Menswear Is Having A Pop Culture Love Affair

Music, movies, and television have taken over men's fashion shows

Jan 27, 2016 at 10:44 AM ET

For the past couple of seasons, Rick Owen’s menswear runway shows have featured some kind of gimmick. Last January, it was visible penis. In October, it was models wearing each other as human backpacks. The latter is hard to account for, but the former might be a reference to an old Leigh Bowery photo. This season was no exception; every few models looked like monsters, with faces painted white with black around the eyes, a direct reference to the 1960 French-Italian horror film Eyes Without A Face. Owens may have his own shtick that changes season-to-season, but his show was indicative of love for pop culture shared by all of the fashion world. This season, the menswear shows in London, Paris, and Milan have included a multitude of film, television, art, and other cultural references.

Take Raf Simons. In his first solo show since leaving Dior, his work referenced a mixed bag of pop horror and ’80s movies. The New York Times reports that Raf’s touchstones included Nightmare on Elm Street, the Edvard Munch paintingThe Scream, the ’80s brat pack classic The Breakfast Club, and, of course some Twin Peaks for added measure. (AlwaysTwin Peaks.)

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But while Simon’s nod to the cult series might be more explicit—his show featured the voice of the composer of that Twin Peaks‘ score booming out over loudspeakers—Dazed Digital says that at Gucci, the connection to the David Lynch classic existed more in just mood and feeling. The dichotomy between Gucci’s and Raf Simons’ Twin Peaks references exemplifies how designers deal with their influences. Some designers are subtle, leaving references open to interpretation, and some are more overt.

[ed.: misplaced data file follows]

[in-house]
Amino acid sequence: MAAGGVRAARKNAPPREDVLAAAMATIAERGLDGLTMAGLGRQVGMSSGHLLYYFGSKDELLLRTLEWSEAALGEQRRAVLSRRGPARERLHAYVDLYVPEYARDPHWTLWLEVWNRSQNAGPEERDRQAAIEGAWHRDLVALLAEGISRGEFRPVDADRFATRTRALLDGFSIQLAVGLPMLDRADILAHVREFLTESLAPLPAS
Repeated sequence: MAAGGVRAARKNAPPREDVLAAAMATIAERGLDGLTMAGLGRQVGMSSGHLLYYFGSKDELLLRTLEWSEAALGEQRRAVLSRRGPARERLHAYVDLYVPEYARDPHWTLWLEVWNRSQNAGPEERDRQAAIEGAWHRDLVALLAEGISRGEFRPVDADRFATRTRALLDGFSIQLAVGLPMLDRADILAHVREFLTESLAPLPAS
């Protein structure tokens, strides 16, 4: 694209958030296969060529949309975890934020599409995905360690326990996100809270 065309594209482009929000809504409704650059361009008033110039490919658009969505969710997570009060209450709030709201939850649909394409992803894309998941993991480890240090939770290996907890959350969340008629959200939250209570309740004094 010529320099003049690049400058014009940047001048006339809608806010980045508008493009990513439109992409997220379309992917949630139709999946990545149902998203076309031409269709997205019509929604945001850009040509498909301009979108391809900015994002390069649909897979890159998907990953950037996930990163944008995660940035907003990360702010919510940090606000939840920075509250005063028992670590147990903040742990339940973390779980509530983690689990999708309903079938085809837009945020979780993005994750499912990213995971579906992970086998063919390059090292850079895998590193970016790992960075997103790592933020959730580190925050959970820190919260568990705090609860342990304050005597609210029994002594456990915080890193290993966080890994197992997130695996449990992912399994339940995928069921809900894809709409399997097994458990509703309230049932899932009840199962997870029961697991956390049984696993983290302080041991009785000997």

Antonio Marras, who paid clear tribute to the spaghetti westerns of the 1970s in his fall/winter 2016 show, is among those who traffic in the obvious. His collection featured broad brimmed hats, high-fashion bandanas, mismatched plaids, and jackets that could be described as haute couture cowboy. The audience even sat on bales of hay. Per Vogue:

Yet Marras’s Texas was not of the sophisticated Richard Prince–inspired variety. This was Texas in its raucous, Italianate version: that is, the Sergio Leone spaghetti westerns of the ’70s that were hilarious, loud, almost cartoonish affairs—yet so believable that they inspired Quentin Tarantino several times. Marras found out that quite a few of those tacky B-movies had been filmed in a desolate village in remote, rural Sardinia.

Giorgio Armani was pretty on-the-nose, too, with a collection directly inspired by New York author and Beat generation icon William S. Burroughs. Business of Fashion reported:

Quite what one of the most successful fashion designers in the world could have in common with the man who wrote “Naked Lunch” was a tease, less evident in outfit than attitude. Armani has always had an affection for cultural outriders and eccentrics.

Then there’s Kenzo’s Paris show, which featured a choir clad in red robes singing Janet Jackson’s 1989 hit “Rhythm Nation.” They entered chanting the song’s opening words, “we are a nation with no geographical boundaries, bound together through our beliefs. We are like-minded people, sharing a common vision,” expressing themes of unity and peace—hardly coincidental considering the show’s proximity to the Paris attacks in November.

The rest of the pop culture references are more vague but no less present. Models in Julien David’s show all walked the runway coifed with hair that looked like it was plucked straight out of the Japanese cartoon “Dragon Ball Z.” DSquared2’s Japanese-inspired collection also seemed to show a little love for anime.

Over at Versace, the set and collection were both space-themed, but whether they were making references to Star Trek or Star Wars (sorry, nerds!) is open to interpretation. If you’re a Drake fan, the set may have looked more like the “Hotline Bling” video than anything else.

There are a few other references worth mentioning: Soulland’s show was partially inspired by screw music, a super slow Texas rap style created under the influence of codeine-laced cough syrup. If that’s not your speed, there was always Russian designer Gosha Rubchinskiy, whose show had a distinctly punk vibe.

Clearly, fashion and pop culture are impossible separate. One informs the other, but sometimeslike this season in particular—the connection is a lot more apparent.

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